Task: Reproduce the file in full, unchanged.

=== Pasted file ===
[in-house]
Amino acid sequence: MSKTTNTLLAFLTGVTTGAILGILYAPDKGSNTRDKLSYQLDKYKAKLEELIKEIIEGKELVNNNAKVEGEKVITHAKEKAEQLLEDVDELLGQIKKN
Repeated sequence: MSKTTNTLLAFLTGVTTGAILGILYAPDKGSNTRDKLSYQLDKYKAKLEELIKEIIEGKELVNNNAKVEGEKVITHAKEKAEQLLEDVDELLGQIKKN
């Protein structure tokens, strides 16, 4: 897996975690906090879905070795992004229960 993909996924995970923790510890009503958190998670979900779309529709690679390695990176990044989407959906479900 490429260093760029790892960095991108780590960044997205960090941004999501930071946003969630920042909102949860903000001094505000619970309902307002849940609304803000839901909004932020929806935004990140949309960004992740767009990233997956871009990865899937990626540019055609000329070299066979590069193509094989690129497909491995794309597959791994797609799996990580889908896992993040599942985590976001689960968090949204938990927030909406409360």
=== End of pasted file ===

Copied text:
[in-house]
Amino acid sequence: MSKTTNTLLAFLTGVTTGAILGILYAPDKGSNTRDKLSYQLDKYKAKLEELIKEIIEGKELVNNNAKVEGEKVITHAKEKAEQLLEDVDELLGQIKKN
Repeated sequence: MSKTTNTLLAFLTGVTTGAILGILYAPDKGSNTRDKLSYQLDKYKAKLEELIKEIIEGKELVNNNAKVEGEKVITHAKEKAEQLLEDVDELLGQIKKN
């Protein structure tokens, strides 16, 4: 897996975690906090879905070795992004229960 993909996924995970923790510890009503958190998670979900779309529709690679390695990176990044989407959906479900 490429260093760029790892960095991108780590960044997205960090941004999501930071946003969630920042909102949860903000001094505000619970309902307002849940609304803000839901909004932020929806935004990140949309960004992740767009990233997956871009990865899937990626540019055609000329070299066979590069193509094989690129497909491995794309597959791994797609799996990580889908896992993040599942985590976001689960968090949204938990927030909406409360």